Developing a systematic approach to make the best care even better.

The NHPCC is working with our partners to align strategic efforts around projects that address our national priorities as identified in the national needs assessments and Maternal and Child Health Bureau (MCHB) core measures. The projects strive to increase access to care for underserved members of the blood disorders population and to improve the care delivered once a person is engaged with the HTC system of care.

The NHPCC collaborates with the regional hemophilia networks (RHNs), the Health Resources and Services Administration (HRSA), the Centers for Disease Control and Prevention (CDC), and the National Heart, Lung and Blood Institute (NHLBI) to report on blood disorder-specific measures as part of the Healthy People national agenda for improving health in the United States. Healthy People provides science-based, 10-year objectives for improving the health of all Americans.

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Healthy People 2030: Rare Bleeding Disorders Elevated on the National Health Agenda with Commitment from National Hemophilia Program Coordinating Center and Treatment Centers

During this Bleeding Disorders Awareness Month, the U.S. Hemophilia Treatment Center Network (USHTCN) and the National Hemophilia Program Coordinating Center (NHPCC) recommit to addressing the health challenges faced by the bleeding disorders community as outlined in Healthy People 2030 (HP2030).

Bleeding Disorders, A National Priority
Hemophilia has recently been named one of only two rare, bleeding disorders in HP2030, identified as a pressing public health issue alongside conditions such as cancer, diabetes and heart disease. Released by the U.S. Department of Health and Human Services in August 2020, HP2030 is a focused list of national objectives that aims to track and improve the health and well-being of society over the next decade. One of these priorities, BDBS-01, will strive to reduce the proportion of people with severe hemophilia who have more than four joint bleeds per year. Inclusion of BDBS-01 is significant for the hemophilia community. Hemophilia is a chronic bleeding disorder that primarily affects males, with bleeding events that result in significant pain, and may lead to hospitalization, disability, and days missed from work and school.

“Inclusion of bleeding disorders as a priority on the national health agenda is an important achievement and has resulted from a coordinated, dedicated advocacy by our community,” said Amy Shapiro, MD, CEO and co-medical director at the Indiana Hemophilia & Thrombosis Center, Inc., a member HTC within the Great Lakes Regional Hemophilia Network. “Together with our federal partners and treatment centers across the country, we are committed to achieving this goal.”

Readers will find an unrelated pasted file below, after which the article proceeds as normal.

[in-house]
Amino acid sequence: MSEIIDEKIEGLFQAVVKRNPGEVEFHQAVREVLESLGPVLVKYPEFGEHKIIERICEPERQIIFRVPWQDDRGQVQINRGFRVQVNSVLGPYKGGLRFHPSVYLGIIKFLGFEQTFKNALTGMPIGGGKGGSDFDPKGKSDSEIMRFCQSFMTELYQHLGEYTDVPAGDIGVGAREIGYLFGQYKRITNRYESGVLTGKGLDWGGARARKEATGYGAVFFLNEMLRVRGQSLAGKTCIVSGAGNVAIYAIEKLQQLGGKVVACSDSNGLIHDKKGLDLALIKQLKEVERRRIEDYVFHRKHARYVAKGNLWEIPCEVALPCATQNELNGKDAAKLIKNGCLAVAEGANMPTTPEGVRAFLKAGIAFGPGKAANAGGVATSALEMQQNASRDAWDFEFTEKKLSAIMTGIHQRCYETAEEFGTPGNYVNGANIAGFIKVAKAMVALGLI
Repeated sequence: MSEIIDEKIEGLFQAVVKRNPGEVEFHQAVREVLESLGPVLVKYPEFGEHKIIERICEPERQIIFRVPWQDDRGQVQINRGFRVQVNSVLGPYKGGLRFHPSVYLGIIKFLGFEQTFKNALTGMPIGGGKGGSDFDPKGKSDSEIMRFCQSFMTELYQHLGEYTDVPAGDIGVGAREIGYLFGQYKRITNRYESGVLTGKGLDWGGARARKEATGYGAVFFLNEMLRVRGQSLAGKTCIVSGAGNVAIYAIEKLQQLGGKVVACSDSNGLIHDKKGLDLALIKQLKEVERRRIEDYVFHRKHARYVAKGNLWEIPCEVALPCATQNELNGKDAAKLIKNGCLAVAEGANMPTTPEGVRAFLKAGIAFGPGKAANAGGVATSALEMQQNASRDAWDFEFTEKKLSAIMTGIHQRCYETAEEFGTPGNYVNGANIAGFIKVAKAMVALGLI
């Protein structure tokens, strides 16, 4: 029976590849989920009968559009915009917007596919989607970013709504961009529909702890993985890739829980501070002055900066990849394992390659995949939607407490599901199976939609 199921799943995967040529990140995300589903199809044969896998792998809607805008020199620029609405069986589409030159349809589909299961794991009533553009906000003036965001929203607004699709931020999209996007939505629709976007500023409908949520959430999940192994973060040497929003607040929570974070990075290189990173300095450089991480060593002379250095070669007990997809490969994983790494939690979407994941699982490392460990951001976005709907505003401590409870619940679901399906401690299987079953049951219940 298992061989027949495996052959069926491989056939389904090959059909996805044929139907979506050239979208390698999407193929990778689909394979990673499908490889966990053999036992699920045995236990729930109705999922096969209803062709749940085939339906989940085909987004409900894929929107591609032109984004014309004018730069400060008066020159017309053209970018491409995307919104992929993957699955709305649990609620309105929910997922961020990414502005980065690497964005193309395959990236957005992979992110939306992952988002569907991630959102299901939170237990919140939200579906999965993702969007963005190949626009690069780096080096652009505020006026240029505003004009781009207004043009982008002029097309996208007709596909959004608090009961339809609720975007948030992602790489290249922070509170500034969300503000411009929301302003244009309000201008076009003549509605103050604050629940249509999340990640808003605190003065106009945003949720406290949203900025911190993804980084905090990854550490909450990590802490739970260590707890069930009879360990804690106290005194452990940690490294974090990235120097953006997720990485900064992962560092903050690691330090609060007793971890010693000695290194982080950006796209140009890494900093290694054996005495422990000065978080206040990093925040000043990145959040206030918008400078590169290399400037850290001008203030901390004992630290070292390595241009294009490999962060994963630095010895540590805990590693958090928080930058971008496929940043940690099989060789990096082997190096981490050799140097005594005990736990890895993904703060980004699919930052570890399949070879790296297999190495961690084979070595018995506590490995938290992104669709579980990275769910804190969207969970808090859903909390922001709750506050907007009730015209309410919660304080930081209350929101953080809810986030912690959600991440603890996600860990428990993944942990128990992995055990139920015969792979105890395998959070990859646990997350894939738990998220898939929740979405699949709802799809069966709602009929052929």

Working Together to Achieve Better Patient Outcomes
Data on BDBS-01 is gathered at over 140 HTCs in the U.S. through the Community Counts: CDC Public Health Surveillance Project for Bleeding Disorders on individuals of all severity of disease. HTC diligence has assisted in elevating these chronic conditions to a level of national public health awareness. The NHPCC, in collaboration with the Health Resources and Services Administration, will use these data to report on HP2030 progress, increase understanding of bleeding disorders to improve health, advocate for enhanced policies, and work towards enriching patient quality of life.

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Healthy People 2020

Each decade since 1990 when data was first reported, Healthy People has identified various health quality indicators to measure and improve. Blood disorders were included for the first time as part of the Healthy People 2020 (HP2020) quality indicators, a significant step in recognizing blood disorders as a national health priority. HP2020 data for the first four national blood disorder measures below was gathered at 146 HTCs across the country through Community Counts: CDC Public Health Surveillance Project for Bleeding Disorders:

  • BDBS-15 Von Willebrand Disease
  • BDBS-16 Joint Disease
  • BSBS-8 High School Completion
  • AH-5.6 Absenteeism
  • DH-5 Transition Planning (data source was the Patient Experience of Care Survey)

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Technical Assistance
Other national priorities that the NHPCC has addressed are listed below, along with various technical assistance resources.

340B Drug Pricing Program


Staff Development

  • Orientation for HTC Staff Guidelines


The National Hemophilia Program Coordinating Center is supported by the Health Resources and Services Administration (HRSA) of the U.S. Department of Health and Human Services (HHS) as part of an award to the American Thrombosis and Hemostasis Network totaling $800,000 with 0 percentage financed with nongovernmental sources. The contents are those of the author(s) and do not necessarily represent the official views of, nor an endorsement, by HRSA, HHS or the U.S. Government.